The penalties for failing to pay the national minimum wage and national living wage are high. They amount to 200% of unpaid wages (or 100% if paid within 14 days of any enforcement notice) up to £20k per worker maximum. This is in addition to the unpaid wages payable to the individual (penalties are payable to the government). Any enforcement action will also result in ‘naming and shaming’ on Government websites.
Whilst HMRC’s enforcement action should be sufficient to persuade most solvent and scrupulous employers to pay the NMW/NLW, there are a number of grey areas where HMRC does not tend to get involved. These include cases involving whether travel time between assignments is working time (it is now confirmed that it is), interns who are required to work unpaid for long periods and workers in the ‘gig’ economy who are required to register as self-employed with recent tribunal decisions upholding their status as workers. Worker status entitles an individual to be paid the NMW/NLW in addition to holiday leave.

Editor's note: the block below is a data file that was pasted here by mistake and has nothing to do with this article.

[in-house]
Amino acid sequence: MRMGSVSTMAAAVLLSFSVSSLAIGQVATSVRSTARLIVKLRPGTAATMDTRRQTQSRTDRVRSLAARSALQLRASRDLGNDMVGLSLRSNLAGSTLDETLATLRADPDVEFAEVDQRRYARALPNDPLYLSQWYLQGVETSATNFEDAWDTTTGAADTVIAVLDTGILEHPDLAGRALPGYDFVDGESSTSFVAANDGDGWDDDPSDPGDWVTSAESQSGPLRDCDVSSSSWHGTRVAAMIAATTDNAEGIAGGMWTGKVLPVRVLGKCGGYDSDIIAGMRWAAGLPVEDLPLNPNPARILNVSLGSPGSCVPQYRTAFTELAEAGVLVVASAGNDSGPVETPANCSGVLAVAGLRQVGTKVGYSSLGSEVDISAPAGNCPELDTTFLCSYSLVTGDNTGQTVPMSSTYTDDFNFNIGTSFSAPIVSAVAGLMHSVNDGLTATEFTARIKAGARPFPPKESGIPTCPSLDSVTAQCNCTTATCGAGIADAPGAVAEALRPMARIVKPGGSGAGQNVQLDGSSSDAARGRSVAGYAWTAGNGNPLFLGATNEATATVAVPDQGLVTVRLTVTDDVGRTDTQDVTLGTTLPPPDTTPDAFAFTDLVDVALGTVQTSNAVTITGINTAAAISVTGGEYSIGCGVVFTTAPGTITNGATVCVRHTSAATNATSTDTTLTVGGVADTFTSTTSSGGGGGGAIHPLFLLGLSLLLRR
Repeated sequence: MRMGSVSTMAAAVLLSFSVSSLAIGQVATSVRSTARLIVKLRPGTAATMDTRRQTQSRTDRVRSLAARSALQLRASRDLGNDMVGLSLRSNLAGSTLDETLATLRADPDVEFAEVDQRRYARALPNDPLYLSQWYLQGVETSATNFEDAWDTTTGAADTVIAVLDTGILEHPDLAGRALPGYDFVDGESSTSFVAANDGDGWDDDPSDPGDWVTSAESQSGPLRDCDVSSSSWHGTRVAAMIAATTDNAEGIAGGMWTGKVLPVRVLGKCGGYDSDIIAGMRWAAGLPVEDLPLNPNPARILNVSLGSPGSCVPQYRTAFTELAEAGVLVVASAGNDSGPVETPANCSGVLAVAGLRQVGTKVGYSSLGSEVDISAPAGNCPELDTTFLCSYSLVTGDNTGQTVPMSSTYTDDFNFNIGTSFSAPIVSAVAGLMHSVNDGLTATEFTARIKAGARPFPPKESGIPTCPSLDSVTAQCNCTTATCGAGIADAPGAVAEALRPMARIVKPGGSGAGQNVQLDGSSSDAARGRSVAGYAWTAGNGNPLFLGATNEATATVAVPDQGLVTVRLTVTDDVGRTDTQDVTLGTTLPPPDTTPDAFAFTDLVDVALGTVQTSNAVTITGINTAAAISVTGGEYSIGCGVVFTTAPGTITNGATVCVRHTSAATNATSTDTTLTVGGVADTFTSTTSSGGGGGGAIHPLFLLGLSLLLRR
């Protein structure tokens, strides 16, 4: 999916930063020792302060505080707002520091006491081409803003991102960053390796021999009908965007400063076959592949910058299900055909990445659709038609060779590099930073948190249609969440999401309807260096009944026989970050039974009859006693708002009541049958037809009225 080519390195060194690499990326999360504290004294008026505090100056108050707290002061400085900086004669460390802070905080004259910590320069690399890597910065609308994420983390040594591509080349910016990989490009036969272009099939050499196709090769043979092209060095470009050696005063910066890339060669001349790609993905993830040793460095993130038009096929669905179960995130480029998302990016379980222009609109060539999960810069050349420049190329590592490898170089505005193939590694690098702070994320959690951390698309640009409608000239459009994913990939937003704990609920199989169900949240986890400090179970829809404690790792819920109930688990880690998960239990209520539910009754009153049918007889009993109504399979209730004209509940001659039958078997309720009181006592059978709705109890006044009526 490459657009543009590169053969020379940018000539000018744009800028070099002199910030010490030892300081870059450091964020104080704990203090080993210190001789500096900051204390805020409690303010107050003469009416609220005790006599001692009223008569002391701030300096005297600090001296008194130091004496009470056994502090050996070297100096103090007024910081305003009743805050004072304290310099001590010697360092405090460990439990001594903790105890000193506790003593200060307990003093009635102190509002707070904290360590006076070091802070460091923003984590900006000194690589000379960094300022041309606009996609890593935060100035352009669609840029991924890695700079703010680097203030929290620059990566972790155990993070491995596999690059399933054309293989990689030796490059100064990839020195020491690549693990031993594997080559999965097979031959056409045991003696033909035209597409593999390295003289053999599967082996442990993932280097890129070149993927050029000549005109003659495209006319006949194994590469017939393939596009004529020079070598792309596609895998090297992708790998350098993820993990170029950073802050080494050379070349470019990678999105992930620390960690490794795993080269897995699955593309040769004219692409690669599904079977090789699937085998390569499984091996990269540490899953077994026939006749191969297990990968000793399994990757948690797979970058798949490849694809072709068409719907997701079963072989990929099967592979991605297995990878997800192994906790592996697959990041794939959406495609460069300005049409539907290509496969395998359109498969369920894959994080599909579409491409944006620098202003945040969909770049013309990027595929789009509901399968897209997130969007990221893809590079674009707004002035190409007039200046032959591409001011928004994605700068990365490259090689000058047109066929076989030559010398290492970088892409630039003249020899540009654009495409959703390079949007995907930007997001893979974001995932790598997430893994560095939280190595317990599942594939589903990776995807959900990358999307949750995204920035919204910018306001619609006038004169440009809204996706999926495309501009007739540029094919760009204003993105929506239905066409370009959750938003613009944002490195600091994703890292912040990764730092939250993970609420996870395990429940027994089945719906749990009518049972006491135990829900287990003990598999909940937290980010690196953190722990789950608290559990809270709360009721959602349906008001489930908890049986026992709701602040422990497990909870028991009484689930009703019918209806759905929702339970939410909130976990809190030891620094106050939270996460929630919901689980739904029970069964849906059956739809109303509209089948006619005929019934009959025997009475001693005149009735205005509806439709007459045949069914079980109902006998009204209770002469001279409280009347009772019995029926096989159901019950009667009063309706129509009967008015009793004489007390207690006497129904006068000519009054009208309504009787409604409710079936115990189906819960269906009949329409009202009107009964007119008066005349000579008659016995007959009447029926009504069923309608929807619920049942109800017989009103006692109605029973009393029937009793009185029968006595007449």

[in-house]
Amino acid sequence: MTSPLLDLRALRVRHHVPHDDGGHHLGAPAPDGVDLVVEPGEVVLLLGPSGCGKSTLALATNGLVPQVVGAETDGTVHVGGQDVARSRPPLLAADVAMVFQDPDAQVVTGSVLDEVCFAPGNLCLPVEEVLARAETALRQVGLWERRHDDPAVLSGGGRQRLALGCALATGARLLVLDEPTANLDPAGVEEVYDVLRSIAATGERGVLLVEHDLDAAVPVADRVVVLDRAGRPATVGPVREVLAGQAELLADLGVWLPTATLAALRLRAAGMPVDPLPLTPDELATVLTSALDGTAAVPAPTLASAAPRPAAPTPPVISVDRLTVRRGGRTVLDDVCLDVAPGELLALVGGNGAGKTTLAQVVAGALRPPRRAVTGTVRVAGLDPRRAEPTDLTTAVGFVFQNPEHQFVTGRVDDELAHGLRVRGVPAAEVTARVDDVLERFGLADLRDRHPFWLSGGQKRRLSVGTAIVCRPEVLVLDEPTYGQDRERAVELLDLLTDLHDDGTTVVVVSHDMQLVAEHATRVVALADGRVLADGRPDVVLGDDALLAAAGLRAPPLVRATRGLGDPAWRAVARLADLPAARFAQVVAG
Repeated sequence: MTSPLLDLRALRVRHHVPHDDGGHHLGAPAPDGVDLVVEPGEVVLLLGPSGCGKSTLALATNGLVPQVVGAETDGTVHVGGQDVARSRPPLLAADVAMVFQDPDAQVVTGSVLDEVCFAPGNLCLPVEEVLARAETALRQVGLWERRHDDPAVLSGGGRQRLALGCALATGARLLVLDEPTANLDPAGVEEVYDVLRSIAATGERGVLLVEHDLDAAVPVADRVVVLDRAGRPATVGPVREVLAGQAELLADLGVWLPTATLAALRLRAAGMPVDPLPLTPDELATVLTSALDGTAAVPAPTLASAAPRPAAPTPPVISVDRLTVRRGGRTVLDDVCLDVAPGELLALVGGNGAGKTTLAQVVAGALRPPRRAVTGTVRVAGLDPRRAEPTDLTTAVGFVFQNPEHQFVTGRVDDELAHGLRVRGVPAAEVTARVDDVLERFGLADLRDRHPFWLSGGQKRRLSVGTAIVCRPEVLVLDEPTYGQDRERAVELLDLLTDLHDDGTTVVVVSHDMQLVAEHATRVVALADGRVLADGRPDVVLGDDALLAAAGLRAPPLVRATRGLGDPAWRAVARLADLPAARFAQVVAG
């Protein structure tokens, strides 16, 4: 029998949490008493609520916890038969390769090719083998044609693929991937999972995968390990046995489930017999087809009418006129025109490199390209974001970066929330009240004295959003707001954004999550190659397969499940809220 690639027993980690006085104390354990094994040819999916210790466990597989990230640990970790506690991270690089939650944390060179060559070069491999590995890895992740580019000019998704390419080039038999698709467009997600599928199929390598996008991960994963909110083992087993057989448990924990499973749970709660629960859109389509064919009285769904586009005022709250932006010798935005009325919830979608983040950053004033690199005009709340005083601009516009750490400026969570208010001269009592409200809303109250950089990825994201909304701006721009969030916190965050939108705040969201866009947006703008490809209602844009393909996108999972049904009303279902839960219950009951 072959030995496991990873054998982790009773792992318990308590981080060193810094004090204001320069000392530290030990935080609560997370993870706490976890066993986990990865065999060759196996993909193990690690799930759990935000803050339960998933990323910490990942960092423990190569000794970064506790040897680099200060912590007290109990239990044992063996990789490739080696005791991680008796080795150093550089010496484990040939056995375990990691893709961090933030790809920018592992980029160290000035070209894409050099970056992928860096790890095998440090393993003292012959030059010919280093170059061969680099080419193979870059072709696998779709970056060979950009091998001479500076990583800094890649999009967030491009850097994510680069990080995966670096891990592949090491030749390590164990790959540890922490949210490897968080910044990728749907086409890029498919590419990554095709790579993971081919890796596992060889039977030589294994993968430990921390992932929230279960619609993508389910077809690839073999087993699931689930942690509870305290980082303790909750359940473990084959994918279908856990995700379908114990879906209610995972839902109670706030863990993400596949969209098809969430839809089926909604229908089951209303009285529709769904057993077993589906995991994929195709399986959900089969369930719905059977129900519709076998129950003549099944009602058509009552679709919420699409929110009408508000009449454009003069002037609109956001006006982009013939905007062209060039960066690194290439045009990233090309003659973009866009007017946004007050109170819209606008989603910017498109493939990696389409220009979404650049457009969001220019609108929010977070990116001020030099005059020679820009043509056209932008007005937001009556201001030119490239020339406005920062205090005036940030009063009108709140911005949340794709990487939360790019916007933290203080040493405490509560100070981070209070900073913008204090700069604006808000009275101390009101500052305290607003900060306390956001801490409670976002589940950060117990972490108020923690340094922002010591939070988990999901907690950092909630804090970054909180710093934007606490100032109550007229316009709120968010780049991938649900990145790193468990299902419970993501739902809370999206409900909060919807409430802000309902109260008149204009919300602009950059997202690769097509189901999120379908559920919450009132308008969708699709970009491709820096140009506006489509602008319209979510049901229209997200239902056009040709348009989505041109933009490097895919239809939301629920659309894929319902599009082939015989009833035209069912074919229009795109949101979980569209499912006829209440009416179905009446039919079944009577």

Enforcement via HMRC for any worker/employee who has not been paid the NMW/NLW is relatively quick and free. But perhaps more resources ought to be allocated for complex cases which require determination by an employment tribunal. Without financial backing, these cases can be expensive and prohibitive for any individual to pursue which defeats the purpose of the national minimum/living wage.
Speaking ahead of the launch of the £1.7m BEIS campaign today, small business minister Margot James said there were ‘no excuses’ for underpaying staff.
‘This campaign will raise awareness among the lowest paid in society about what they must legally receive and I would encourage anyone who thinks they may be paid less to contact Acas [the advisory, conciliation and arbitration service] as soon as possible,” she said.
‘Every call is followed up by HMRC and we are determined to make sure everybody in work receives a fair wage.’